One of my favourite events of the year is Tissington Well Dressings. The amazingly detailed designs are created by pressing brightly coloured petals, leaves, twigs, and natural materials into wet clay mounted on wooden boards. There are six water wells  around the village each with their own spectacular display, often with biblical themes.

Tissington Hall Well
Tissington Hall Well – Let there be light

The origins of this ancient custom are lost in the mists of time, but what is certain is that it is a thanksgiving for a supply of clean water and that it is most prevalent here in the Peak District.

Yew Tree Well
Yew Tree Well dressing celebrating Dovedale and our special Peak District countryside

One theory says that the customs began just after the Black Death of 1348-9. The local population was ravaged by The Plague, but all in Tissington escaped and the immunity was put down to the purity of the water supply. The Well Dressings have become an annual thanksgiving and at Tissington they are put up on the eve of Accession Day ready for the blessing ceremony.

Coffin Well featuring Shrovetide Football
Coffin Well dressing featuring another quirky local tradition, Shrovetide Football

Today it’s not just a thanksgiving but a marvelous way of bringing the whole village community together as everyone contributes in some way to this annual event, digging clay, picking flowers, decorating the boards or erecting the dressings at the wells throughout the village.

Children's Well dressing
Children’s Well
Town Well dressing
Town Well

If you missed Tissington there are many more dates for Derbyshire Well Dressings throughout the summer.

Felicity

 

Hands Well dressing featuring Beatrix Potter animals
Hands Well dressing featuring Beatrix Potter animals

Tissington Well Dressings 2015

Can you believe another year has flown by?

Once again we are giving thanks for the pure, clear water, the essence of life, at Tissington Well Dressings.

Hall Well at Tissington 2015
Hall Well created by Sir Richard Fitz Herbert and family

The dressing or decorating of water wells as a thanksgiving is an ancient art peculiar to the Peak District, which goes so far back in time that no one can be exactly sure of the origins. One of the most spectacular well dressings in Derbyshire is in the village of Tissington, just 3 miles down the road from Hoe Grange.

Each well iDerbyshire well dressingss decorated with an intricate and colourful display of flowers and natural materials. Wooden frames are constructed and soaked in the village pond, then covered with clay, mixed with water and salt. A design is sketched on paper, and then traced onto the clay.
The picture is then filled in with natural materials, predominantly colourful flower petals and mosses, but also wool, twigs, beans, seeds, stones and small cones. This is done during the previous three days to Ascension Day.

Although originally a pagan tradition it later was adopted by the Church and many of the wells are decorated with a biblical theme.

Hands Well at Tissington 2015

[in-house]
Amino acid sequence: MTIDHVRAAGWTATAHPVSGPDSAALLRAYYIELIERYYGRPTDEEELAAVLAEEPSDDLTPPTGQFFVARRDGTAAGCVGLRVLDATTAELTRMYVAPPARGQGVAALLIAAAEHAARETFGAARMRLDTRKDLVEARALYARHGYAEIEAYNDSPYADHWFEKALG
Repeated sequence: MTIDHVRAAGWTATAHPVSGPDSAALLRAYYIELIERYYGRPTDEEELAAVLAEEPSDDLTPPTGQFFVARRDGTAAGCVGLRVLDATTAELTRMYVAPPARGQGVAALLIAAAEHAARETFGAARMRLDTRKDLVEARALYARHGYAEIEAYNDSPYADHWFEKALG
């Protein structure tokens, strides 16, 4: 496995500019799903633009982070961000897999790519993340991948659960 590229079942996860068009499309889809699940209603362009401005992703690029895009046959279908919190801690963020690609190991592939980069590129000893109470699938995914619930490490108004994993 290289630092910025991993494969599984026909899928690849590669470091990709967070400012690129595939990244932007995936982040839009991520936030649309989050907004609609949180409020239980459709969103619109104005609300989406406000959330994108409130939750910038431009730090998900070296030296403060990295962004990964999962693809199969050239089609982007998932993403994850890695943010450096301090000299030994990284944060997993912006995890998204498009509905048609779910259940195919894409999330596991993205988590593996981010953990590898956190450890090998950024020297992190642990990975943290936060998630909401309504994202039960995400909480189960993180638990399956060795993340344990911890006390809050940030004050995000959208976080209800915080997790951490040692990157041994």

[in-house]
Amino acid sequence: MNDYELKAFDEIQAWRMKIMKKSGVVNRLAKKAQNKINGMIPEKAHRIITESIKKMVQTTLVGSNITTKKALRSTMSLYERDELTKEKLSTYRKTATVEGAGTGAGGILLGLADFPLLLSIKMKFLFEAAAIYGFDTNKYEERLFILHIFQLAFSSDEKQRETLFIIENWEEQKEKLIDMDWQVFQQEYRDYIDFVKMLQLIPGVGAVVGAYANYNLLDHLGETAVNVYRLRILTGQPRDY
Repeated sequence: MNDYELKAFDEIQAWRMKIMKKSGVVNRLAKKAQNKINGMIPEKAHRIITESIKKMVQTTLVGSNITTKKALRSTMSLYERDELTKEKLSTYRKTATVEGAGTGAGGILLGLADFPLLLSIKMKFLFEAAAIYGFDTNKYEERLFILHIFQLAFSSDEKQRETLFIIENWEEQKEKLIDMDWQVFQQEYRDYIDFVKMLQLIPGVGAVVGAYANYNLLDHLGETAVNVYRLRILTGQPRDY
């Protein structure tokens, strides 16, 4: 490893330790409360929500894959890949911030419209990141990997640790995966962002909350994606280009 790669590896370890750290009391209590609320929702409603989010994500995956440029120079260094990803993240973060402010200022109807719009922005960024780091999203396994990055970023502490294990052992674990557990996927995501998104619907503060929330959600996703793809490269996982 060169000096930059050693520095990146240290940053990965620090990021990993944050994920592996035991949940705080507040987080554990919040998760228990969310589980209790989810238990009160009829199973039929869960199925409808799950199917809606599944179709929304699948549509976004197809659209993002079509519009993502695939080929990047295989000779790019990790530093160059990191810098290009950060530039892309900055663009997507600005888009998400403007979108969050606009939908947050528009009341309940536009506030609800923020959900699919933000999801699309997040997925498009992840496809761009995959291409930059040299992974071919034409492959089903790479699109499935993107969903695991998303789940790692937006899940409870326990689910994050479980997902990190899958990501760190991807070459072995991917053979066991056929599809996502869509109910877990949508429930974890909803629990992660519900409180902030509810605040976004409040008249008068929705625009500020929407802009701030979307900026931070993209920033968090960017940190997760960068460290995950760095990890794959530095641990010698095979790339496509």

Hands Well

It’s not just a thanksgiving but a marvellous way of bringing the whole village community together as everyone contributes in some way to this annual event, digging clay, picking flowers, decorating the boards or erecting the dressings at the wells throughout the village.

The celebrations start on Ascension Day (celebrated on the 40th day of Easter which is always a Thursday) with a procession blessing each well and a Church service at St. Mary’s. The Well Dressings are displayed for a week and they are “well” worth a visit!

CoffinWell2015
Coffin Well

 

If you missed the well dressings at Tissington hopefully you have enjoyed our photos and here is a guide to the other well dressings in the Peak District area; including Ashford in the Water this week, Youlgrave on 20th June and Bakewell on 27th June.

Felicity

 

 

 

 

 

 

 

 

Children's Well Tissington 2015
Children’s’ Well

 

Town Well Tissington
Town Well

 

Yew Tree Well Tissington 2015
Yew Tree Well

 

 

Tissington Well Dressings 2014

It’s amazing how quickly the seasons change and another year flies by, but the ancient tradition of well dressing is ever constant. The Peak District hosts many well dressings, but Tissington village produces some of the most spectacular, with a total of 6 wells.

Tissington Well Dressings
Hall Well commemorating the First World War

It is unclear as to the exact origin of well dressings – some believe they were originally pagan celebrations, others consider they only go back as far as the Black Death in the 1348. Many communities were devastated by the dreadful plague, but Tissington was spared and locals believed their escape was due to the purity of the water. Did thanksgiving begin then or perhaps later in 1615 when the country experienced a severe drought? At this time Tissington continued to have a supply of water from its five wells and a thanksgiving service was held.

What is clear is that the tradition of well dressing is an ancient art going back hundreds of years and is still going strong today. The themes are often biblical, but this year several commemorate the First World War.

The Lion and The Lamb - look carefully the lion even has whiskers!
The Lion and The Lamb – look carefully the lion even has whiskers!

Each well is decorated with a surrounding picture made from a board covered with a clay/salt mix. The boards are first soaked in the village pond after which they are plastered and then the picture is traced onto them.